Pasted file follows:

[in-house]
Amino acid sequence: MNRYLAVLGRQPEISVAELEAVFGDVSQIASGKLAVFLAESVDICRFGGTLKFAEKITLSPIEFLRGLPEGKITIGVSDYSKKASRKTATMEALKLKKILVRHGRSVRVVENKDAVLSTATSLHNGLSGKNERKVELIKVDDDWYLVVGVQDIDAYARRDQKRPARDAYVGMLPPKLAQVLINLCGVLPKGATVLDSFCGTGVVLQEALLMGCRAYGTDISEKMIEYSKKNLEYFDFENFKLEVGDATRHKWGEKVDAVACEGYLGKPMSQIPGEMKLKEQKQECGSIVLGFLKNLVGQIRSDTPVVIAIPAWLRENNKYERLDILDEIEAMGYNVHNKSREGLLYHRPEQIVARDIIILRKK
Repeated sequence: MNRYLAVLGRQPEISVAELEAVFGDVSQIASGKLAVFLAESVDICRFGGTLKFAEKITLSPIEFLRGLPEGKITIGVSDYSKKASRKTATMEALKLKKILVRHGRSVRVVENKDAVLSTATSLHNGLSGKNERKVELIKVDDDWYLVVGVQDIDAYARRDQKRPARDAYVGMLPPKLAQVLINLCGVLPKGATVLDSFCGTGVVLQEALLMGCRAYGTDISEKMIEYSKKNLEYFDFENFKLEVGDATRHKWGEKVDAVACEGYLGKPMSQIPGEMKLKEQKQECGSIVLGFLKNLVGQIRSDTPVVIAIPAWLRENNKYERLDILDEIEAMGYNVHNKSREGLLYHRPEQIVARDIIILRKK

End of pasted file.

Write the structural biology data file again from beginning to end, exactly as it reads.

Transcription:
[in-house]
Amino acid sequence: MNRYLAVLGRQPEISVAELEAVFGDVSQIASGKLAVFLAESVDICRFGGTLKFAEKITLSPIEFLRGLPEGKITIGVSDYSKKASRKTATMEALKLKKILVRHGRSVRVVENKDAVLSTATSLHNGLSGKNERKVELIKVDDDWYLVVGVQDIDAYARRDQKRPARDAYVGMLPPKLAQVLINLCGVLPKGATVLDSFCGTGVVLQEALLMGCRAYGTDISEKMIEYSKKNLEYFDFENFKLEVGDATRHKWGEKVDAVACEGYLGKPMSQIPGEMKLKEQKQECGSIVLGFLKNLVGQIRSDTPVVIAIPAWLRENNKYERLDILDEIEAMGYNVHNKSREGLLYHRPEQIVARDIIILRKK
Repeated sequence: MNRYLAVLGRQPEISVAELEAVFGDVSQIASGKLAVFLAESVDICRFGGTLKFAEKITLSPIEFLRGLPEGKITIGVSDYSKKASRKTATMEALKLKKILVRHGRSVRVVENKDAVLSTATSLHNGLSGKNERKVELIKVDDDWYLVVGVQDIDAYARRDQKRPARDAYVGMLPPKLAQVLINLCGVLPKGATVLDSFCGTGVVLQEALLMGCRAYGTDISEKMIEYSKKNLEYFDFENFKLEVGDATRHKWGEKVDAVACEGYLGKPMSQIPGEMKLKEQKQECGSIVLGFLKNLVGQIRSDTPVVIAIPAWLRENNKYERLDILDEIEAMGYNVHNKSREGLLYHRPEQIVARDIIILRKK